So five stars – and Book 3 is on my ‘to-read’ list already.

Grey Sister is out in the UK today – for some reason we’re weeks and weeks behind EVERYONE else!

Book Review – Devil’s Wolf (High Corbett) by Paul Doherty – historical murder mystery

Here’s the blurb;

1296: King Edward I has led his army to Scotland, determined to take the country under his crown. But the fierce Scots have no intention of submitting to their oppressor and violent and bloody war breaks out.

1311: Sir Hugh Corbett, Keeper of the Secret Seal, finds himself back in Scotland and is revisited by the horrors he witnessed there fifteen years ago.

An anonymous letter was delivered to the new king. It promised information about a fatal incident that could allow England to finally bow out of the war with the Scots. Tasked with finding out the truth about the murder, Corbett is forced to take risks he would rather avoid and put his faith in the words of strangers.

But with an unknown traitor lurking in the shadows and danger around every corner, will Corbett be able to unravel the complex web of plots in time?

I received a free EArc from Netgalley.

Devil’s Wolf is an enjoyable jaunt through early fourteenth century England. I found it particularly enjoyable as its setting is very familiar to me.

While the beginning of the novel is somewhat repetitive, as Hugh tries to work out what’s happening and tries to order his thoughts, the end of the novel is far more complex and reads more quickly.

The characterisations are good, and the author certainly doesn’t shy away from killing off characters left, right and centre.

I credit this author with helping me learn to love reading again after a pretty rubbish time many years ago – his Egyptian books are wonderful – as such it’s great to discover all these other books of his, of which I was unaware.

Devil’s Wolf is out now and can be found here;

Book Review – Warrior of Woden by Matthew Harffy – historical fiction

Here’s the blurb;

“AD 642. Anglo-Saxon Britain. A gripping, action-packed historical thriller and the fifth instalment in the Bernicia Chronicles. Perfect for fans of Bernard Cornwell.

Oswald has reigned over Northumbria for eight years and Beobrand has led the king to ever greater victories. Rewarded for his fealty and prowess in battle, Beobrand is now a wealthy warlord, with a sizable warband. Tales of Beobrand’s fearsome black-shielded warriors and the great treasure he has amassed are told throughout the halls of the land.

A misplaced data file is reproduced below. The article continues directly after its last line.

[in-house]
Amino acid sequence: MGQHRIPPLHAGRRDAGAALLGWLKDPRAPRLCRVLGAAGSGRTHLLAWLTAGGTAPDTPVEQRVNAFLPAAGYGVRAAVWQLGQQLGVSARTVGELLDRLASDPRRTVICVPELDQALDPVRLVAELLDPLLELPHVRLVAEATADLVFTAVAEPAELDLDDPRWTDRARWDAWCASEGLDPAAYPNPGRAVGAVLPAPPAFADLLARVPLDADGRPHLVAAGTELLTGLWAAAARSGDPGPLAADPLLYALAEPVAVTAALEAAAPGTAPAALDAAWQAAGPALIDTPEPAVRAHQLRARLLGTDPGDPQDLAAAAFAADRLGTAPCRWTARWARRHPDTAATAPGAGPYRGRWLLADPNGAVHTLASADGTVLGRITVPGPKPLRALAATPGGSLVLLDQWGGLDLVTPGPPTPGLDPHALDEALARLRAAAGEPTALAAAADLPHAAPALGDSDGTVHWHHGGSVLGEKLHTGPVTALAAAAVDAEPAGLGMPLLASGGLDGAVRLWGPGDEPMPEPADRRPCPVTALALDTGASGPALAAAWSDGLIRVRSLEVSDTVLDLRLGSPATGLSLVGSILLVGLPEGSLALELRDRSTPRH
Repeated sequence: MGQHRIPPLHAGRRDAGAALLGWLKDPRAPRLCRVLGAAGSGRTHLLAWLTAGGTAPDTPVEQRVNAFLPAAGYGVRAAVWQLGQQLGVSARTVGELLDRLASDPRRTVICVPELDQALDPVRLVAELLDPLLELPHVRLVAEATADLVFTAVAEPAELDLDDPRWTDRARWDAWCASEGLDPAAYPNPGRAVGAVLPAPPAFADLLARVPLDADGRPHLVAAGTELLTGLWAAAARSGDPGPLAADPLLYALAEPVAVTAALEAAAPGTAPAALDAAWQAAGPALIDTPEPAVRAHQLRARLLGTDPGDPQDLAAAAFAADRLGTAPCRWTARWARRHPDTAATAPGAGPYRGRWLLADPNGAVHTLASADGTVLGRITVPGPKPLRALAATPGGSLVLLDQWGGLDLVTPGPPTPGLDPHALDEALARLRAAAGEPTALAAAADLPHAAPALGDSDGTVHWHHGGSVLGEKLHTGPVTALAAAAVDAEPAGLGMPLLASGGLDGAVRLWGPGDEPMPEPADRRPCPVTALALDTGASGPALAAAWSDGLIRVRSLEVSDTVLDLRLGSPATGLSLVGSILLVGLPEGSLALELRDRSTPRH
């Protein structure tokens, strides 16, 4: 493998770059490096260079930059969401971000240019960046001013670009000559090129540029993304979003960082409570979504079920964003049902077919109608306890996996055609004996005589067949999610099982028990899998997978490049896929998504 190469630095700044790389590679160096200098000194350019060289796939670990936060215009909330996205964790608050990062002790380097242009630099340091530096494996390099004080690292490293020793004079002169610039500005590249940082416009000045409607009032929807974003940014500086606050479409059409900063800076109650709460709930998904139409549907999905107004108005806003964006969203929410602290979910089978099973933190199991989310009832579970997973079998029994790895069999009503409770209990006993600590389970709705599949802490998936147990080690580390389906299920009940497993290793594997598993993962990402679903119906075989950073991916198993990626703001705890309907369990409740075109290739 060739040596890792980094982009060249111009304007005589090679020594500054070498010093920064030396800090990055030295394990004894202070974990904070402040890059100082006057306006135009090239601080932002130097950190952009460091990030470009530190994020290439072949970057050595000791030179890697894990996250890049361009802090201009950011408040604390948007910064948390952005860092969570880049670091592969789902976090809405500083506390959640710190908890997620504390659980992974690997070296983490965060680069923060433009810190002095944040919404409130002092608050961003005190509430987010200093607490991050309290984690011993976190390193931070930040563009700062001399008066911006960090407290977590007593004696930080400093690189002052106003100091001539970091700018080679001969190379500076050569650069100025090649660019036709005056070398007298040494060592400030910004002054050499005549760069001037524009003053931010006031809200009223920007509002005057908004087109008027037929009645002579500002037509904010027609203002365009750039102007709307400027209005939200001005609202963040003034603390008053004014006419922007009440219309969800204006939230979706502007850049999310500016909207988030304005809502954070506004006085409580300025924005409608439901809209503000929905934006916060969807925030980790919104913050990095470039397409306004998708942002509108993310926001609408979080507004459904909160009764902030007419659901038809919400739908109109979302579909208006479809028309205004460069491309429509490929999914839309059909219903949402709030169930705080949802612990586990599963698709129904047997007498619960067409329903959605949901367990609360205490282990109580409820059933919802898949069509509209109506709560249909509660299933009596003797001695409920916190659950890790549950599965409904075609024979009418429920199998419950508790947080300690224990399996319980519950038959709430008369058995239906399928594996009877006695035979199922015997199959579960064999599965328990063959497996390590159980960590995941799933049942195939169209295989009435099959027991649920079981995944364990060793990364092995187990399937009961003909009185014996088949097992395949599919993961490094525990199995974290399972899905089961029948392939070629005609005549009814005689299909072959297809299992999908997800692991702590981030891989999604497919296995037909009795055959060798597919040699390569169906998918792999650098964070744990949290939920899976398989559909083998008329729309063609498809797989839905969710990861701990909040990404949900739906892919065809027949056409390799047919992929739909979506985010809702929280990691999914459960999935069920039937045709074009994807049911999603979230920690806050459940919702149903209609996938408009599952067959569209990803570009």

Many are the kings who bow to Oswald. And yet there are those who look upon his realm with a covetous eye. And there is one ruler who will never kneel before him.

When Penda of Mercia, the great killer of kings, invades Northumbria, Beobrand is once more called upon to stand in an epic battle where the blood of many will be shed in defence of the kingdom.

But in this climactic clash between the pagan Penda and the Christian Oswald there is much more at stake than sovereignty. This is a battle for the very souls of the people of Albion.”

I received a free EArc from Netgalley.

Overall Book 5 is far stronger than Book 4 and it doesn’t do what I thought it would do (in a good way).

For nearly 50% of the book, Beobrand is a much happier character than we’ve seen before. I thought this was an excellent evolution of his character, but sadly it doesn’t last and soon he’s moaning as much as in the previous books. This is one of my biggest problems with the series. Beobrand is just not very likeable and I find that hard in a series focused on him and where he’s supposed to be the hero or even the anti-hero. He just isn’t heroic enough for my liking, and will clearly never be. He seems genuinely unhappy with his lot in life – unhappy with his not-wife, his son, his king, his hall, who he’s killed before, who he hasn’t killed before, his horse – it would be nice if he was happy about something! 🙂

As to the story itself, it’s a very ‘Northumbrian’ interpretation of events in Britain at this time – there is no attempt to offer anything other than the version of events as given by Bede and other sources, which means that poor old Eowa gets very short shift . This is a shame as there was definitely scope for betrayal and double-dealing here, but because the story is about Beobrand, the possibilities are not explored. In fact, the major players of the period are so distant as to almost be missing from the story completely – the story we get could have been written anytime, anywhere, it is not truly about events in Britain at the time – a shame really when the events themselves are so significant. It would have been good to have a stand-off between Oswald and Penda – a real grudge battle, but instead, Penda is never actually encountered, only his actions. The ‘real’ (and I use that with caution) events of the period are simply the background to the story – even as a warrior of the king, the focus remains firmly on Beobrand at all times.